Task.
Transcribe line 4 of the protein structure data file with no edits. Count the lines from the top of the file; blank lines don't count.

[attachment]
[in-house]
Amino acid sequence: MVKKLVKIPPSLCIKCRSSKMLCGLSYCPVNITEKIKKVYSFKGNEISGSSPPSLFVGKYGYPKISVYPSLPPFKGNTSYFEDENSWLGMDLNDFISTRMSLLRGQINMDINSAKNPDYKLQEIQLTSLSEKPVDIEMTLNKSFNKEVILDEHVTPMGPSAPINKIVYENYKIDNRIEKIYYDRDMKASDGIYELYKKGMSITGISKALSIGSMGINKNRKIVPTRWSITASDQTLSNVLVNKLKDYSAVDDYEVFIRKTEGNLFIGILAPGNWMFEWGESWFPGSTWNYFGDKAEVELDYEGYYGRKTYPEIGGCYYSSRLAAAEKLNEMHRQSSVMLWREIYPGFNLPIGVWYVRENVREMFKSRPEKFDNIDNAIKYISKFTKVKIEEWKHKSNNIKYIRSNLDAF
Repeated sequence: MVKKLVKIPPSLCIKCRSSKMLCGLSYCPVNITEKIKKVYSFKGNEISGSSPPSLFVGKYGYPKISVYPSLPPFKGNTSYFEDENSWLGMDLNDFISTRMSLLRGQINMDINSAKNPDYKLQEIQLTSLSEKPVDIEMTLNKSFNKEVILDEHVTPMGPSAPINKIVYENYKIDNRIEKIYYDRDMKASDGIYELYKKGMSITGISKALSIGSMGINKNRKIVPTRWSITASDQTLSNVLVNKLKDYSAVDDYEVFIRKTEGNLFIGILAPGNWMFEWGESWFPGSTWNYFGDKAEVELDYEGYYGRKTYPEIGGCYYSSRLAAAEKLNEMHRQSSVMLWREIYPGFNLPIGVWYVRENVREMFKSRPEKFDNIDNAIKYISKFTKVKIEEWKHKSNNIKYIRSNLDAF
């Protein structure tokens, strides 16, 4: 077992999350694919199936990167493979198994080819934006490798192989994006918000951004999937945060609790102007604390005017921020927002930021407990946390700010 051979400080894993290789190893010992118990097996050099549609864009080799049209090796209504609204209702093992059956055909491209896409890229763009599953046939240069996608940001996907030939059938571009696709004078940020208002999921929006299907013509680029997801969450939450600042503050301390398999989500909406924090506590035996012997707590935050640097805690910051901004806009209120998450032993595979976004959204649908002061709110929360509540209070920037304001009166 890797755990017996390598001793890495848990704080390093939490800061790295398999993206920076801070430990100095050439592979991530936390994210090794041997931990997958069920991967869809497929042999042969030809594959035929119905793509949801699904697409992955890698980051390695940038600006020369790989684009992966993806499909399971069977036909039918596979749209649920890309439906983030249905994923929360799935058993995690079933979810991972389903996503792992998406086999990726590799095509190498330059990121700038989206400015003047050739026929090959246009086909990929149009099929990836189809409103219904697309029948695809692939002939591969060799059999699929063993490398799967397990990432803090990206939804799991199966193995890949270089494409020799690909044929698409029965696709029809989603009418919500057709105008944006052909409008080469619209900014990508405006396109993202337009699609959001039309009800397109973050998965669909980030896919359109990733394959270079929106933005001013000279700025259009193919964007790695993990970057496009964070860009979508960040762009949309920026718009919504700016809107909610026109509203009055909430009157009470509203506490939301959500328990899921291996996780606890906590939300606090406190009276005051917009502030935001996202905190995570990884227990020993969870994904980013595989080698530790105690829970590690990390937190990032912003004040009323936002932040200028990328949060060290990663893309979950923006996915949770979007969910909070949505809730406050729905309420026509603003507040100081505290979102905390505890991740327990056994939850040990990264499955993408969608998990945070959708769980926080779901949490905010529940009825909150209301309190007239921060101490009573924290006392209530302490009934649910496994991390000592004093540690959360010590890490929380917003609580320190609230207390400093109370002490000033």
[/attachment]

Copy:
């Protein structure tokens, strides 16, 4: 077992999350694919199936990167493979198994080819934006490798192989994006918000951004999937945060609790102007604390005017921020927002930021407990946390700010 051979400080894993290789190893010992118990097996050099549609864009080799049209090796209504609204209702093992059956055909491209896409890229763009599953046939240069996608940001996907030939059938571009696709004078940020208002999921929006299907013509680029997801969450939450600042503050301390398999989500909406924090506590035996012997707590935050640097805690910051901004806009209120998450032993595979976004959204649908002061709110929360509540209070920037304001009166 890797755990017996390598001793890495848990704080390093939490800061790295398999993206920076801070430990100095050439592979991530936390994210090794041997931990997958069920991967869809497929042999042969030809594959035929119905793509949801699904697409992955890698980051390695940038600006020369790989684009992966993806499909399971069977036909039918596979749209649920890309439906983030249905994923929360799935058993995690079933979810991972389903996503792992998406086999990726590799095509190498330059990121700038989206400015003047050739026929090959246009086909990929149009099929990836189809409103219904697309029948695809692939002939591969060799059999699929063993490398799967397990990432803090990206939804799991199966193995890949270089494409020799690909044929698409029965696709029809989603009418919500057709105008944006052909409008080469619209900014990508405006396109993202337009699609959001039309009800397109973050998965669909980030896919359109990733394959270079929106933005001013000279700025259009193919964007790695993990970057496009964070860009979508960040762009949309920026718009919504700016809107909610026109509203009055909430009157009470509203506490939301959500328990899921291996996780606890906590939300606090406190009276005051917009502030935001996202905190995570990884227990020993969870994904980013595989080698530790105690829970590690990390937190990032912003004040009323936002932040200028990328949060060290990663893309979950923006996915949770979007969910909070949505809730406050729905309420026509603003507040100081505290979102905390505890991740327990056994939850040990990264499955993408969608998990945070959708769980926080779901949490905010529940009825909150209301309190007239921060101490009573924290006392209530302490009934649910496994991390000592004093540690959360010590890490929380917003609580320190609230207390400093109370002490000033």